If you are reading this, there’s an excellent chance you are arranging a visit to Europe. The trip of a life, possibly. The trip of a life in which you wish to watch and experience and eat and odor and absorb as much as you can.
You’ve likely been thumbing through heaps of manual books, spending hundreds of hours clicking through sites, and establishing an itinerary that is about two miles long.
How do I know that? Since I get tons of emails every week from people asking me to look within their forthcoming trip. And, with the rare exception, almost everyone has packaged their visit into the gills.
HERE IS MY ADVICE TO ALL TRAVELERS: Make the time to absorb the areas you go to.
Now, I 1000% know why you would want to see as many areas as you can. And, if you are an American, then you receive a laughably small amount of holiday time to travel, so you would like to feel as if you are making excellent use of your time.
I had the specific same mindset within my first visit to Europe. I spent three days in London, four times in Ireland (I visited three towns), two nights at Kraków, two nights in Budapest, two nights in Prague, two nights in Munich, two nights at Switzerland, a day excursion to Salzburg, 1 night at Frankfurt, three nights at Amsterdam, 1 night at Bruges, three nights at Paris, per night in Glasgow, two nights at Edinburgh… I believe you get the notion.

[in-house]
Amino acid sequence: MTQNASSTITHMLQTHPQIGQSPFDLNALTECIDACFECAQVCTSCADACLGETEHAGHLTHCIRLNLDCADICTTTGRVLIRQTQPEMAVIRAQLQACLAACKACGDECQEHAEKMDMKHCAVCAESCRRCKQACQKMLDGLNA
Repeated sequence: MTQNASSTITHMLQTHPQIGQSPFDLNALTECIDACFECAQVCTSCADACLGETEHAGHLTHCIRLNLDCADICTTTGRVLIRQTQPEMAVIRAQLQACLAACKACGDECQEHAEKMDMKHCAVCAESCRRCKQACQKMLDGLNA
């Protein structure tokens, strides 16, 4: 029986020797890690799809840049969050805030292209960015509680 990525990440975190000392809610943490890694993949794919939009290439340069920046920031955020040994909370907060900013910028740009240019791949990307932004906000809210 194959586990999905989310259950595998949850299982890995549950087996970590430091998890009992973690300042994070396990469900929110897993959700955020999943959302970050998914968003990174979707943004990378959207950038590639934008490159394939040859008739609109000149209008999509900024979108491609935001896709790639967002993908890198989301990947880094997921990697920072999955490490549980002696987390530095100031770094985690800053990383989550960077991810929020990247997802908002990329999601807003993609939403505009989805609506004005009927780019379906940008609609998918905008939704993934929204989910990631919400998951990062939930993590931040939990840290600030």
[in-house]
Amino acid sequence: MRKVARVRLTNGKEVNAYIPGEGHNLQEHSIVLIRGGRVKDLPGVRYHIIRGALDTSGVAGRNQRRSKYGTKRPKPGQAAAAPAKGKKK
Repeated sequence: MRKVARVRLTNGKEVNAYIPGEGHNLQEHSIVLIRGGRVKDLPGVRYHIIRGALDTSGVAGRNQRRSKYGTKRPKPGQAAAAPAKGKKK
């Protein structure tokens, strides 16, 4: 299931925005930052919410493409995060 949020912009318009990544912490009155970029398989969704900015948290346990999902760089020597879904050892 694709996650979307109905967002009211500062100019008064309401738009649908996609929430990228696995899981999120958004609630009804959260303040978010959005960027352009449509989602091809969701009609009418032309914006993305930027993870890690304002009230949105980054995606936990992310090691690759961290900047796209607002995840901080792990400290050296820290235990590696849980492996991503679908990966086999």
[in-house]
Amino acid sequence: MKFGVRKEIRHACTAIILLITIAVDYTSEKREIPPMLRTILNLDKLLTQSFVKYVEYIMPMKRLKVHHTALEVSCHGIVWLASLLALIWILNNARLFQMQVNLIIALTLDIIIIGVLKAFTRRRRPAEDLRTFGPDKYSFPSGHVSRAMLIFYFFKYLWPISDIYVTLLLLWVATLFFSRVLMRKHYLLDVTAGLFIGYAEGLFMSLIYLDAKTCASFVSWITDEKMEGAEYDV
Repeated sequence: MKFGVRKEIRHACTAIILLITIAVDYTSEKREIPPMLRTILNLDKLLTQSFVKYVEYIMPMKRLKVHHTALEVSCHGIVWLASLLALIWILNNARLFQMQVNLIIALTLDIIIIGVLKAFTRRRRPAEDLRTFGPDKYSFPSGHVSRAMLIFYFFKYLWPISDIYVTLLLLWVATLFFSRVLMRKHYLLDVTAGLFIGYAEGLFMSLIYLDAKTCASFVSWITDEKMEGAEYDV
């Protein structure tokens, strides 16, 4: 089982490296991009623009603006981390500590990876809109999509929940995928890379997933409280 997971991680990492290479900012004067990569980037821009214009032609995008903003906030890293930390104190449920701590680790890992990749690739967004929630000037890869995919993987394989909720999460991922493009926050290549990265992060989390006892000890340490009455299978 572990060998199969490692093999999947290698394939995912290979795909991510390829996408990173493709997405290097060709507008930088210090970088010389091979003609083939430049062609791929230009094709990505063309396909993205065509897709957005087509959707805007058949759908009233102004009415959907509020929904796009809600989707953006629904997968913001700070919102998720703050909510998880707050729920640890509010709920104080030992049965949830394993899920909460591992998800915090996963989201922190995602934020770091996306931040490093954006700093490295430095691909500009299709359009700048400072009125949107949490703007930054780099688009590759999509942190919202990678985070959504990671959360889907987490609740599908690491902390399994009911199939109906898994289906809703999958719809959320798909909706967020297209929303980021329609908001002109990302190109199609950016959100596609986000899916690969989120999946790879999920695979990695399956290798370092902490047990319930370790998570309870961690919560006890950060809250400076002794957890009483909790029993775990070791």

Looking back now, I understand that I recall hardly any of my excursion. And that is really depressing. I never let myself the opportunity to encounter each place as well as I ought to have.
In reality, I had been moving places so frequently I could barely recall all of the things I’d done the week before… that brings me to my second point…
Among the biggest risks of travel at breakneck rates is that the inevitable burnout. I could not stand to see the other museum, I was tired of eating out all of the time, I was physically tired since hostels are not the quietest places to sleep, and that I did not wish to package and unpack my backpack each 2 days.
So back to my first point: SLOW DOWN.
Give yourself an opportunity to encounter each city you see — even if this means seeing fewer locations. Because what is the point of saying, “I have seen 13 countries” in case you can hardly remember anything you watched. Europe is not going anyplace. You’re able to return.
Another thing I have noticed after speaking to folks who have traveled fast is that they have a larger amount of negative encounters. As an instance, I know a great deal of those who have loathed Paris after seeing it but just about all of them just spent two or three times dashed times there. That is because Paris, and towns like it, take one to slow down to genuinely enjoy it. You are intended to stroll leisurely through the streets, like a glass of wine in a sidewalk cafe for 2 hours, and allow the atmosphere beverage in. But if you dash from landmark to landmark and museum to museum you are likely to come off with a hurried and warped perspective of town.
It is absolutely fine to make a complete itinerary, but do not go overboard.
You will return.
Enjoy your journey!